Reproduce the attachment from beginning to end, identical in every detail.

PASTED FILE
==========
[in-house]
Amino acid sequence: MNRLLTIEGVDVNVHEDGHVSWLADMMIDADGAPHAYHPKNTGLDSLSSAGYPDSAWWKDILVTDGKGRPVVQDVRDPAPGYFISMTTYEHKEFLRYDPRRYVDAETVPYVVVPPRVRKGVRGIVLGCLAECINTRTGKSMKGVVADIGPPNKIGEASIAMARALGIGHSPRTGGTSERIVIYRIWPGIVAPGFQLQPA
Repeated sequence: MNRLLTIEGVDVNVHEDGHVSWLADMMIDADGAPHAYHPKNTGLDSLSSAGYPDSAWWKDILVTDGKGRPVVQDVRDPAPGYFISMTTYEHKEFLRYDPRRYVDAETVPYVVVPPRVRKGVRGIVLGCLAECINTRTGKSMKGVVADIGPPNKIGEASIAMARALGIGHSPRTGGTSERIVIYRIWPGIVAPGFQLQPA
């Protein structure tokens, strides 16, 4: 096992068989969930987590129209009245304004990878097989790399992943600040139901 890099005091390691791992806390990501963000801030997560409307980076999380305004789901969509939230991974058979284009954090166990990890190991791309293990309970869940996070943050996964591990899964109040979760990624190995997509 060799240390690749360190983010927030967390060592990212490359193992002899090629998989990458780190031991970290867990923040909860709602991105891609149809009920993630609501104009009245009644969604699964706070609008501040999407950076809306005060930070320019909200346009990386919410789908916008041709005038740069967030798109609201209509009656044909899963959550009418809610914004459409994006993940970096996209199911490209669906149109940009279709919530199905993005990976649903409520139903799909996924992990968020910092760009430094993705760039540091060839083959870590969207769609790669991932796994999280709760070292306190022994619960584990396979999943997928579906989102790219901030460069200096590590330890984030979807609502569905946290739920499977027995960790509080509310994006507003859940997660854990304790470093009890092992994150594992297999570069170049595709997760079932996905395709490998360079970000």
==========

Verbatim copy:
[in-house]
Amino acid sequence: MNRLLTIEGVDVNVHEDGHVSWLADMMIDADGAPHAYHPKNTGLDSLSSAGYPDSAWWKDILVTDGKGRPVVQDVRDPAPGYFISMTTYEHKEFLRYDPRRYVDAETVPYVVVPPRVRKGVRGIVLGCLAECINTRTGKSMKGVVADIGPPNKIGEASIAMARALGIGHSPRTGGTSERIVIYRIWPGIVAPGFQLQPA
Repeated sequence: MNRLLTIEGVDVNVHEDGHVSWLADMMIDADGAPHAYHPKNTGLDSLSSAGYPDSAWWKDILVTDGKGRPVVQDVRDPAPGYFISMTTYEHKEFLRYDPRRYVDAETVPYVVVPPRVRKGVRGIVLGCLAECINTRTGKSMKGVVADIGPPNKIGEASIAMARALGIGHSPRTGGTSERIVIYRIWPGIVAPGFQLQPA
């Protein structure tokens, strides 16, 4: 096992068989969930987590129209009245304004990878097989790399992943600040139901 890099005091390691791992806390990501963000801030997560409307980076999380305004789901969509939230991974058979284009954090166990990890190991791309293990309970869940996070943050996964591990899964109040979760990624190995997509 060799240390690749360190983010927030967390060592990212490359193992002899090629998989990458780190031991970290867990923040909860709602991105891609149809009920993630609501104009009245009644969604699964706070609008501040999407950076809306005060930070320019909200346009990386919410789908916008041709005038740069967030798109609201209509009656044909899963959550009418809610914004459409994006993940970096996209199911490209669906149109940009279709919530199905993005990976649903409520139903799909996924992990968020910092760009430094993705760039540091060839083959870590969207769609790669991932796994999280709760070292306190022994619960584990396979999943997928579906989102790219901030460069200096590590330890984030979807609502569905946290739920499977027995960790509080509310994006507003859940997660854990304790470093009890092992994150594992297999570069170049595709997760079932996905395709490998360079970000």